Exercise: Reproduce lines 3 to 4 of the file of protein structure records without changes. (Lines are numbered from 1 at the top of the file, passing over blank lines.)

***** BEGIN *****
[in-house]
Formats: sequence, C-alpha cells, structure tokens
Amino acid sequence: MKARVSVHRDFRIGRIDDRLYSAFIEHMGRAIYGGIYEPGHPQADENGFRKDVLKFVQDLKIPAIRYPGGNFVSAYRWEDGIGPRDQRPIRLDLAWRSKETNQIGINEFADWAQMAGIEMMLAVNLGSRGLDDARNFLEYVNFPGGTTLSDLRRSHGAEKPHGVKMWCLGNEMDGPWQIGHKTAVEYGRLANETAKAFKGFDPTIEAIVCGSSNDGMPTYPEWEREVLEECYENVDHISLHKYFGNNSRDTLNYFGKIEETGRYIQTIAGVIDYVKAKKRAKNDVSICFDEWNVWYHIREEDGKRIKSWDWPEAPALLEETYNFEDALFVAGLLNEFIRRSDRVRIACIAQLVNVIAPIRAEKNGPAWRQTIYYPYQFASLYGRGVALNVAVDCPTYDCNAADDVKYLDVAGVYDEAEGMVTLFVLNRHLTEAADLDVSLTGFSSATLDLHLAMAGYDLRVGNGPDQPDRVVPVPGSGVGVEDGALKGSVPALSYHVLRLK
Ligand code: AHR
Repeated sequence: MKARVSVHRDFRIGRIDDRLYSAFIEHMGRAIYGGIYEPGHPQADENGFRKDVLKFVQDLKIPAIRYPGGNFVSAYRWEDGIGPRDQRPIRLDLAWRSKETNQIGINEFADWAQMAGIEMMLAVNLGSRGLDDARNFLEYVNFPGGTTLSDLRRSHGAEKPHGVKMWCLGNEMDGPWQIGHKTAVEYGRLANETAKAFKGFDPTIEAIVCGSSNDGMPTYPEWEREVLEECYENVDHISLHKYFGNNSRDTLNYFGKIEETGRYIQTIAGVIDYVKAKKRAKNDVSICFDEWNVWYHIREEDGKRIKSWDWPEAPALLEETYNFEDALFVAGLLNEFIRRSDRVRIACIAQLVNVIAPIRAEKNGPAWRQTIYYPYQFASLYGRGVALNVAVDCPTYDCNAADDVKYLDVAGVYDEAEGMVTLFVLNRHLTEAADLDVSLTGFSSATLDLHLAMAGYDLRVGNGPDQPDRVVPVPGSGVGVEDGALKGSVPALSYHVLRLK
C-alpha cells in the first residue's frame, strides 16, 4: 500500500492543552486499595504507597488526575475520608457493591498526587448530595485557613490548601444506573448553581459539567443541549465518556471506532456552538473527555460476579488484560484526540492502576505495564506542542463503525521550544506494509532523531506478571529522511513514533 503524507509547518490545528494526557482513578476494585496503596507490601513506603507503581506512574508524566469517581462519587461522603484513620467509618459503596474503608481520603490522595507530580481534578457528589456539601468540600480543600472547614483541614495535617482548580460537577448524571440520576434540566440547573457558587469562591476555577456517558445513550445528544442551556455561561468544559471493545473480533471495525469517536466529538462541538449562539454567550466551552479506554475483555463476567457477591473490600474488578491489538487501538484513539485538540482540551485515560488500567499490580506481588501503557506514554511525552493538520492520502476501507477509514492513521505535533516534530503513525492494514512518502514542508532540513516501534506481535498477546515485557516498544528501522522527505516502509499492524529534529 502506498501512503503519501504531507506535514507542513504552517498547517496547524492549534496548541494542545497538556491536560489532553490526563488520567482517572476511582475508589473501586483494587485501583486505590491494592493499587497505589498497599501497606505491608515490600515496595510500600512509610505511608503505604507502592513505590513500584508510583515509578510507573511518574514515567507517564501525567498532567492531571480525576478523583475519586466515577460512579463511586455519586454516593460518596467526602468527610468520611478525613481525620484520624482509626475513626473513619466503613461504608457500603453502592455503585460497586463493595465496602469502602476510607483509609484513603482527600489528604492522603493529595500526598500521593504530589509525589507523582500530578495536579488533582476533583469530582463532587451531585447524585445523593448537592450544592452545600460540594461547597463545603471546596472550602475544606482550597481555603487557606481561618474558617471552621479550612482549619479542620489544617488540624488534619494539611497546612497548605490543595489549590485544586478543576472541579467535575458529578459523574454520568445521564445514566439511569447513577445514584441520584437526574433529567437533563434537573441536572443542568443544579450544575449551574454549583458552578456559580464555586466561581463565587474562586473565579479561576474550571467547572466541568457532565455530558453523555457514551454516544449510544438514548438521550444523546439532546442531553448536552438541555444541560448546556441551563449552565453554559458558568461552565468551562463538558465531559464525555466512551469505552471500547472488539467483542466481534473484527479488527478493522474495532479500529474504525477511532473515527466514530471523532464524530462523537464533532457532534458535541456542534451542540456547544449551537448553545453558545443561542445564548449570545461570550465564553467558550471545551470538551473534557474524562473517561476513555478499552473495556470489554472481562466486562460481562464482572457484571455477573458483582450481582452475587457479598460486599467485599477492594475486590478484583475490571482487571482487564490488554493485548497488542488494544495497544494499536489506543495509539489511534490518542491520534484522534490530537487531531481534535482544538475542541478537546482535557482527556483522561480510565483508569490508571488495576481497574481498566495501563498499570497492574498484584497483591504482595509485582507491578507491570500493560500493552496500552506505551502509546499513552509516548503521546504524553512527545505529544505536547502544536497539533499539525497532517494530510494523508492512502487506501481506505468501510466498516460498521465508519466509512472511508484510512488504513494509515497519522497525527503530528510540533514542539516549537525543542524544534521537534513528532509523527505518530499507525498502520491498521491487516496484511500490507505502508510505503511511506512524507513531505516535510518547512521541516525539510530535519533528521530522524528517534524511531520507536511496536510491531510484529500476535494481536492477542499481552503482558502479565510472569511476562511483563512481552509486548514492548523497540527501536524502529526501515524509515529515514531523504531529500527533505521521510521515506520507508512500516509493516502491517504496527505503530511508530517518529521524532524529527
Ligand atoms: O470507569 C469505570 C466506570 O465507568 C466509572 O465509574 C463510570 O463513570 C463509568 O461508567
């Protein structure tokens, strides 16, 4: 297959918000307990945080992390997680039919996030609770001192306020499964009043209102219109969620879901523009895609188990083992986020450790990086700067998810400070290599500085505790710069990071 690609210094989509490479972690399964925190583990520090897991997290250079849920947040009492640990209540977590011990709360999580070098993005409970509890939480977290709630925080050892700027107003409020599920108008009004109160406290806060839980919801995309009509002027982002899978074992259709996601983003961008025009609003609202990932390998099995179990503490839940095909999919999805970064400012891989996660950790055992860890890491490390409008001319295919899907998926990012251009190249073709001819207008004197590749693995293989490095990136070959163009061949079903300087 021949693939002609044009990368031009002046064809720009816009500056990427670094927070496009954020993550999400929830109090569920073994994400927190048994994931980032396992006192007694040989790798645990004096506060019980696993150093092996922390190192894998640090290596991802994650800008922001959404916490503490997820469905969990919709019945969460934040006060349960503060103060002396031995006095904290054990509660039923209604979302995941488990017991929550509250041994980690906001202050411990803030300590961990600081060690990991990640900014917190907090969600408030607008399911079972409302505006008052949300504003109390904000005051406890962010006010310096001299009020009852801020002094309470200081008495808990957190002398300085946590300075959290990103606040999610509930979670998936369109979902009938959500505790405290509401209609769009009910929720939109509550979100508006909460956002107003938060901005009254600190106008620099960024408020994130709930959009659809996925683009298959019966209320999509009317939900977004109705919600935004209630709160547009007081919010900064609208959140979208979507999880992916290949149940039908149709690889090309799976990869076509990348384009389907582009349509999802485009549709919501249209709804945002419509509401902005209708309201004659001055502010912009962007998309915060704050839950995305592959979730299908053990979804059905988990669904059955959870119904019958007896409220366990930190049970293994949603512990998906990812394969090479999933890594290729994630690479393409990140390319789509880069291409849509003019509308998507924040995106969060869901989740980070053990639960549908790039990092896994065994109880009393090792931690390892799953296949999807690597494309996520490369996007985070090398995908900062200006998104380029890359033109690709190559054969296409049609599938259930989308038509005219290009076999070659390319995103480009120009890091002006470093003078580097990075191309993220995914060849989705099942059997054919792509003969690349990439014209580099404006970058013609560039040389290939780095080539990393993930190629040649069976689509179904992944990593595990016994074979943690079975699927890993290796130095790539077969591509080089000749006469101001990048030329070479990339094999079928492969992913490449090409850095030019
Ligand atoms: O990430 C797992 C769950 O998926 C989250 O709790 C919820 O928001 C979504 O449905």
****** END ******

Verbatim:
Amino acid sequence: MKARVSVHRDFRIGRIDDRLYSAFIEHMGRAIYGGIYEPGHPQADENGFRKDVLKFVQDLKIPAIRYPGGNFVSAYRWEDGIGPRDQRPIRLDLAWRSKETNQIGINEFADWAQMAGIEMMLAVNLGSRGLDDARNFLEYVNFPGGTTLSDLRRSHGAEKPHGVKMWCLGNEMDGPWQIGHKTAVEYGRLANETAKAFKGFDPTIEAIVCGSSNDGMPTYPEWEREVLEECYENVDHISLHKYFGNNSRDTLNYFGKIEETGRYIQTIAGVIDYVKAKKRAKNDVSICFDEWNVWYHIREEDGKRIKSWDWPEAPALLEETYNFEDALFVAGLLNEFIRRSDRVRIACIAQLVNVIAPIRAEKNGPAWRQTIYYPYQFASLYGRGVALNVAVDCPTYDCNAADDVKYLDVAGVYDEAEGMVTLFVLNRHLTEAADLDVSLTGFSSATLDLHLAMAGYDLRVGNGPDQPDRVVPVPGSGVGVEDGALKGSVPALSYHVLRLK
Ligand code: AHR